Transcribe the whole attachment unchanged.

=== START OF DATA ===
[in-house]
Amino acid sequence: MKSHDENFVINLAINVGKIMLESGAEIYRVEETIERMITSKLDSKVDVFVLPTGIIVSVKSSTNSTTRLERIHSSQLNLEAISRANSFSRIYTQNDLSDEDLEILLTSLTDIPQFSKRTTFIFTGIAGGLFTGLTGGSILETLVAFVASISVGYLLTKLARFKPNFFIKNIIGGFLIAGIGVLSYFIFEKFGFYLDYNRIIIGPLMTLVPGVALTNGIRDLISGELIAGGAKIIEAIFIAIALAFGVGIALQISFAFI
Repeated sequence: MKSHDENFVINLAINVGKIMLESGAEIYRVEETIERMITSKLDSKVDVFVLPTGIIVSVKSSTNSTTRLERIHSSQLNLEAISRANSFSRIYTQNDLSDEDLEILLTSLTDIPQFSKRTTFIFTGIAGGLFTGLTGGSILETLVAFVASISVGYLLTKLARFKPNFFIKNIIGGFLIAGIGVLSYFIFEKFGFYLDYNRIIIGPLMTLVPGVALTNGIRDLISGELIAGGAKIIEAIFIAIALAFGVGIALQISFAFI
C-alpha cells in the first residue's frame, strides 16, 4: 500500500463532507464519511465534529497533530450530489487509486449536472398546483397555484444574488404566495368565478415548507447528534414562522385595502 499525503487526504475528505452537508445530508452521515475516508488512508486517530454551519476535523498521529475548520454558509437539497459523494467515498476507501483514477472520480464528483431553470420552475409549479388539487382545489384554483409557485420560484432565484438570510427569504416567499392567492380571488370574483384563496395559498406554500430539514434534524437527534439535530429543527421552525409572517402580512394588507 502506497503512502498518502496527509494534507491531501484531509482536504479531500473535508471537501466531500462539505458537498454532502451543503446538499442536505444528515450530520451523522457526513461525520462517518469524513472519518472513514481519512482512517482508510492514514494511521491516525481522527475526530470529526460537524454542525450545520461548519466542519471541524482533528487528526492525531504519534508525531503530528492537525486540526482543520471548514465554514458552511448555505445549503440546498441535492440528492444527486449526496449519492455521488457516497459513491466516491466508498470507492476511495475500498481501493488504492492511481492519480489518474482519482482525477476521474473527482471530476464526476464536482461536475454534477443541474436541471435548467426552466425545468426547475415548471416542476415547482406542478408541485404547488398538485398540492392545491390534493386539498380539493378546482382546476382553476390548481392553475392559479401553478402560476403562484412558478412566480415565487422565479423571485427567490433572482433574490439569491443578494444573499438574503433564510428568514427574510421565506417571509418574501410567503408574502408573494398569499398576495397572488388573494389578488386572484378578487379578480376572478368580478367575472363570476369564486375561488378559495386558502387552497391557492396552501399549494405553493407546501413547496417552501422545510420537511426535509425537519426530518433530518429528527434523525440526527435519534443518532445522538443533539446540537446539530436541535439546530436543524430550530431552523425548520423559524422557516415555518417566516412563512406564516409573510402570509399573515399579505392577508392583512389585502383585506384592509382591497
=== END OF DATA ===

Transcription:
[in-house]
Amino acid sequence: MKSHDENFVINLAINVGKIMLESGAEIYRVEETIERMITSKLDSKVDVFVLPTGIIVSVKSSTNSTTRLERIHSSQLNLEAISRANSFSRIYTQNDLSDEDLEILLTSLTDIPQFSKRTTFIFTGIAGGLFTGLTGGSILETLVAFVASISVGYLLTKLARFKPNFFIKNIIGGFLIAGIGVLSYFIFEKFGFYLDYNRIIIGPLMTLVPGVALTNGIRDLISGELIAGGAKIIEAIFIAIALAFGVGIALQISFAFI
Repeated sequence: MKSHDENFVINLAINVGKIMLESGAEIYRVEETIERMITSKLDSKVDVFVLPTGIIVSVKSSTNSTTRLERIHSSQLNLEAISRANSFSRIYTQNDLSDEDLEILLTSLTDIPQFSKRTTFIFTGIAGGLFTGLTGGSILETLVAFVASISVGYLLTKLARFKPNFFIKNIIGGFLIAGIGVLSYFIFEKFGFYLDYNRIIIGPLMTLVPGVALTNGIRDLISGELIAGGAKIIEAIFIAIALAFGVGIALQISFAFI
C-alpha cells in the first residue's frame, strides 16, 4: 500500500463532507464519511465534529497533530450530489487509486449536472398546483397555484444574488404566495368565478415548507447528534414562522385595502 499525503487526504475528505452537508445530508452521515475516508488512508486517530454551519476535523498521529475548520454558509437539497459523494467515498476507501483514477472520480464528483431553470420552475409549479388539487382545489384554483409557485420560484432565484438570510427569504416567499392567492380571488370574483384563496395559498406554500430539514434534524437527534439535530429543527421552525409572517402580512394588507 502506497503512502498518502496527509494534507491531501484531509482536504479531500473535508471537501466531500462539505458537498454532502451543503446538499442536505444528515450530520451523522457526513461525520462517518469524513472519518472513514481519512482512517482508510492514514494511521491516525481522527475526530470529526460537524454542525450545520461548519466542519471541524482533528487528526492525531504519534508525531503530528492537525486540526482543520471548514465554514458552511448555505445549503440546498441535492440528492444527486449526496449519492455521488457516497459513491466516491466508498470507492476511495475500498481501493488504492492511481492519480489518474482519482482525477476521474473527482471530476464526476464536482461536475454534477443541474436541471435548467426552466425545468426547475415548471416542476415547482406542478408541485404547488398538485398540492392545491390534493386539498380539493378546482382546476382553476390548481392553475392559479401553478402560476403562484412558478412566480415565487422565479423571485427567490433572482433574490439569491443578494444573499438574503433564510428568514427574510421565506417571509418574501410567503408574502408573494398569499398576495397572488388573494389578488386572484378578487379578480376572478368580478367575472363570476369564486375561488378559495386558502387552497391557492396552501399549494405553493407546501413547496417552501422545510420537511426535509425537519426530518433530518429528527434523525440526527435519534443518532445522538443533539446540537446539530436541535439546530436543524430550530431552523425548520423559524422557516415555518417566516412563512406564516409573510402570509399573515399579505392577508392583512389585502383585506384592509382591497